Of those surveyed, only 12% said they had positive LGTBQ+ curriculum inclusion, and 16% reported representation in textbooks or other assigned readings. 

Nationally, over 56% of LGBTQ+ adolescents never reported malicious incidents to school staff, and only 29% reported “supportive administration.”

Overall, LGBTQ+ students from the South experience higher levels of victimization as well as anti-LGBTQ+ discriminatory school policies and practices than those in all other regions of the United States. Southerners were the least likely to record having access to LGBTQ+ resources and support within their learning environment.

“Especially for LGBTQ+ students, who statistically have less emotional support from their families and teachers, learning in an environment where they don’t feel safe can be detrimental to their mental and physical wellbeing and development,” Shuler went on. “In addition, every student in the United States is legally protected from hostile and discriminatory environments at school, under Title IX of the Education Amendments of 1972. If schools do not support their students’ wellbeing, they might be breaking civil rights laws, as well as actively harming the population they agreed to serve – youth.”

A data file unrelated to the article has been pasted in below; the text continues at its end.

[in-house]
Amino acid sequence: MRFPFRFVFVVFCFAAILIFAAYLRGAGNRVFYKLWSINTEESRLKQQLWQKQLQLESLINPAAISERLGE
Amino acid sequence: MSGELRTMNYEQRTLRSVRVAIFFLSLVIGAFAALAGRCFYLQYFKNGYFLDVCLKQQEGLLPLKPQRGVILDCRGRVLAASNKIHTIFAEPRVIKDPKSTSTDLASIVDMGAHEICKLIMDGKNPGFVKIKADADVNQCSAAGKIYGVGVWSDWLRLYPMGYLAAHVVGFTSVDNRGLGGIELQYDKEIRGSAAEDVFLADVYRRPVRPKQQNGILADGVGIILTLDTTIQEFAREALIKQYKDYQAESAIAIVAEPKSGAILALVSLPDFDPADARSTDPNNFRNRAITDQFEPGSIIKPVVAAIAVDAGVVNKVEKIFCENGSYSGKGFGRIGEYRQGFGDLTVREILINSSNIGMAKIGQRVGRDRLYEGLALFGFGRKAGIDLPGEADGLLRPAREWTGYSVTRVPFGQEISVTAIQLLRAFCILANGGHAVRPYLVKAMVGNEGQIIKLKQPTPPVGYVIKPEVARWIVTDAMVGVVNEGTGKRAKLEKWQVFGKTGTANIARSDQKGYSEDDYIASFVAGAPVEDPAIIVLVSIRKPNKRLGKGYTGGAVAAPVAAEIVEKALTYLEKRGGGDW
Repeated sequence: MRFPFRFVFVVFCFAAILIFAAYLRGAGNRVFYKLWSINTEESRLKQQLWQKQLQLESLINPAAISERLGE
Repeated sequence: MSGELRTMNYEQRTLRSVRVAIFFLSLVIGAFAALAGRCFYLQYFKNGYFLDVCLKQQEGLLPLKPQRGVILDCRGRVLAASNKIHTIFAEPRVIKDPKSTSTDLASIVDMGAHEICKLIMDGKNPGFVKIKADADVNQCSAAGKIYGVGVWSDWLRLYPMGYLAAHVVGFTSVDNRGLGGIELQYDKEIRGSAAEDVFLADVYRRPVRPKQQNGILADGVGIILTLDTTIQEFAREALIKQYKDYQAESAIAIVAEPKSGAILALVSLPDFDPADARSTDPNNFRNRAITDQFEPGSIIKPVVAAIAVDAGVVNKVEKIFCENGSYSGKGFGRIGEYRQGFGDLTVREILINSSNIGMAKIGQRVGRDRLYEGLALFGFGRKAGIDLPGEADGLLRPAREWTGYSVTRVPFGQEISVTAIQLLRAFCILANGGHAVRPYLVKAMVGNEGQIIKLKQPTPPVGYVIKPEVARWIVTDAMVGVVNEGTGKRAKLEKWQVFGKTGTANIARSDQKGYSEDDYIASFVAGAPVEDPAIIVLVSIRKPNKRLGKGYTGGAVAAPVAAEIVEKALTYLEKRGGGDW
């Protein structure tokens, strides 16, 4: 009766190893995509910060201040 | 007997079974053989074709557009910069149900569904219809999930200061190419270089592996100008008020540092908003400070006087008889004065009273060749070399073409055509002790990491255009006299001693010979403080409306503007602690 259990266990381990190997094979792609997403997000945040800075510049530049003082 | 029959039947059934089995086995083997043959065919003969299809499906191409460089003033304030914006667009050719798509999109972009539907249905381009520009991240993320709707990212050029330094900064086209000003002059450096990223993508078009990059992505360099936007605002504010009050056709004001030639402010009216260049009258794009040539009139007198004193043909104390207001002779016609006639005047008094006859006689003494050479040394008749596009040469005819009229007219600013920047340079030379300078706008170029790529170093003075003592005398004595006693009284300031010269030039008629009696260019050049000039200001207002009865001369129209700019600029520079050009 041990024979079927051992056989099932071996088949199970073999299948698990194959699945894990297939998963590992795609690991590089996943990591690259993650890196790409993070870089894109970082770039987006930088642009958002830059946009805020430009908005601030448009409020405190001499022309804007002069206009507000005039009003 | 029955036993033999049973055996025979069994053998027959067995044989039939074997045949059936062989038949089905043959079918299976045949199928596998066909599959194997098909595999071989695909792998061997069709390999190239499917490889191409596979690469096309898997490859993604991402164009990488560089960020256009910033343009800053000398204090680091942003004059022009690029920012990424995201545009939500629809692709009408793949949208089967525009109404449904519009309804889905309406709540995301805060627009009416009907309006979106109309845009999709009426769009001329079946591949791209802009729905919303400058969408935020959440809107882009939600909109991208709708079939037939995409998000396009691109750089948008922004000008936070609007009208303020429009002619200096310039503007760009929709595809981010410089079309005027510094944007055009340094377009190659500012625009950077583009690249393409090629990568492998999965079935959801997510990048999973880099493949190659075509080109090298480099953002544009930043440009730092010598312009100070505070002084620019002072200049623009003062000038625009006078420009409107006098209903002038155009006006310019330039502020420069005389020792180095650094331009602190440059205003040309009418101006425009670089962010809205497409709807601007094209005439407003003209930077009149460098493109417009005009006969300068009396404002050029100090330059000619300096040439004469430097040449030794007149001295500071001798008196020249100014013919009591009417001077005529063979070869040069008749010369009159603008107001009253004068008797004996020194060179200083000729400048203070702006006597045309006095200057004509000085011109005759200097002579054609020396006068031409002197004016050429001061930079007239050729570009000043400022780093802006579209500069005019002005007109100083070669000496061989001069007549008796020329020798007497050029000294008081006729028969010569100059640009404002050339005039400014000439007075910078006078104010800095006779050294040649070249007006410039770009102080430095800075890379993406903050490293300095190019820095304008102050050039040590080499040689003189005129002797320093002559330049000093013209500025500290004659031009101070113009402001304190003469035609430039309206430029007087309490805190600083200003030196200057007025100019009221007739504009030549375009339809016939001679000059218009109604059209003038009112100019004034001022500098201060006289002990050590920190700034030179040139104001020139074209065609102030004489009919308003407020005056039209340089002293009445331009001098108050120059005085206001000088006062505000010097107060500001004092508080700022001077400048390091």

So, how do we make a difference? How do we work to make schools and other public spaces safe and inclusive? LGBTQ+ victimization is often glossed over in the Southern schools, so discussion as to what consequential advocacy should look like is crucial. 

To uplift and heal our queer communities, educating others and speaking up about misgendering and censorship, whether furtive or overt, will ultimately lead to change. Following the topic being broached, supportive resources and inclusion in education and public spaces can be a colossal step to empowering LGBTQ+ teens. 

“There are so many ways Southern people and schools can fight harmful stereotypes and anti-LGBTQ sentiment, as well as empower LBGTQ+ students and communities. For one, teachers and students can stop harassment when they see it. People who bully others simply feel scared and threatened, and if you don’t stop bullies when you see them, you are also promoting similar emotional and physical harm. At school, even a smile in the hallway and a simple ‘how are you doing?’ can go a long way,” Shuler noted.